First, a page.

The lawyer-blogger concurs—
Although I would quibble with a few minor points, this is basically right. Being asked and having to answer questions is primarily a Fifth Amendment question, not a Fourth Amendment question.... If asking questions and getting answers were a Fourth Amendment search, the law of criminal procedure would look dramatically different than it does today.
Why is a verbal psychological test different from ordinary questioning?
Judge Posner views a psychological test as no different from conventional interrogations—"the putting of questions to a person" or "mere questioning."1
But a verbal psychological test may be very different from ordinary questioning. To begin, all psychological tests worth their salt have two parameters associated with them—validity and reliability. (There are various types of measures of validity and reliability, so I'm simplifying here.)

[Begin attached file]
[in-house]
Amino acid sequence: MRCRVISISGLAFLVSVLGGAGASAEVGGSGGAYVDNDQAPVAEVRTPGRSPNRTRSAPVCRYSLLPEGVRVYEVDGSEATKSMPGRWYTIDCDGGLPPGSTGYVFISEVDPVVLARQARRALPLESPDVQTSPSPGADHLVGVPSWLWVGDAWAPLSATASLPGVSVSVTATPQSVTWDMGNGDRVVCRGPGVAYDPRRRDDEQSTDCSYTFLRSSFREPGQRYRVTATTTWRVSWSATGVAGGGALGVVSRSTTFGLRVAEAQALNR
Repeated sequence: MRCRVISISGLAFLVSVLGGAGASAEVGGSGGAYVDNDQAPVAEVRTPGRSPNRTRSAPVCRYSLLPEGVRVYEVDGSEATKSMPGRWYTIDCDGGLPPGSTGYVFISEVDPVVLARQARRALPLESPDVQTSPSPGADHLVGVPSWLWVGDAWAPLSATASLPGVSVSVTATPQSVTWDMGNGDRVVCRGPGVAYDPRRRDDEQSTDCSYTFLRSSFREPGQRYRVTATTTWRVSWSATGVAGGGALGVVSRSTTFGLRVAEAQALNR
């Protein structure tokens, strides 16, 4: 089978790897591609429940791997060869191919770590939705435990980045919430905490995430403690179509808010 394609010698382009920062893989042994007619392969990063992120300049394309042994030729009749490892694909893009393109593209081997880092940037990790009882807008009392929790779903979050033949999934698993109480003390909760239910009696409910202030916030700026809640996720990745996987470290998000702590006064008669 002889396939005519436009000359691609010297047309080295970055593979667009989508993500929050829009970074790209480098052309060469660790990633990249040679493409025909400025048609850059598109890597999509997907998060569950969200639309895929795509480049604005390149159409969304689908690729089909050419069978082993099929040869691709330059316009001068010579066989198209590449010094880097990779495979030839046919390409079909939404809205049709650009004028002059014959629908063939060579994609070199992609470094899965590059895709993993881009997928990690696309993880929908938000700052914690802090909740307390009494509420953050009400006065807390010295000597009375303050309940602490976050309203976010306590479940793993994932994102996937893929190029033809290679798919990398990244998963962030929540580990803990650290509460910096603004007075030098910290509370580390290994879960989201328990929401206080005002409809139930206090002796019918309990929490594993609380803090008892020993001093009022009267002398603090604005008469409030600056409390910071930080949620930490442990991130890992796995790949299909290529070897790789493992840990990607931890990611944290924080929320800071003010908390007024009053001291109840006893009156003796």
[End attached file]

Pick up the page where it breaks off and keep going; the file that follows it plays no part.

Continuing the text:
Basically, validity is the measure of how well a test measures what it purports to measure. For instance, Does such and such an IQ test really measure a subject's intelligence? The answer to that question is referred to as the test's "validity" and may be associated with a number, a coefficient of correlation, that indicates how well or poorly the test results correlate with some external (extrinsic) measure of intelligence.
The second parameter—reliability—has to do with the reproducibility of the results. If I test a subject on Wednesday, will I get the same result that I got on Monday?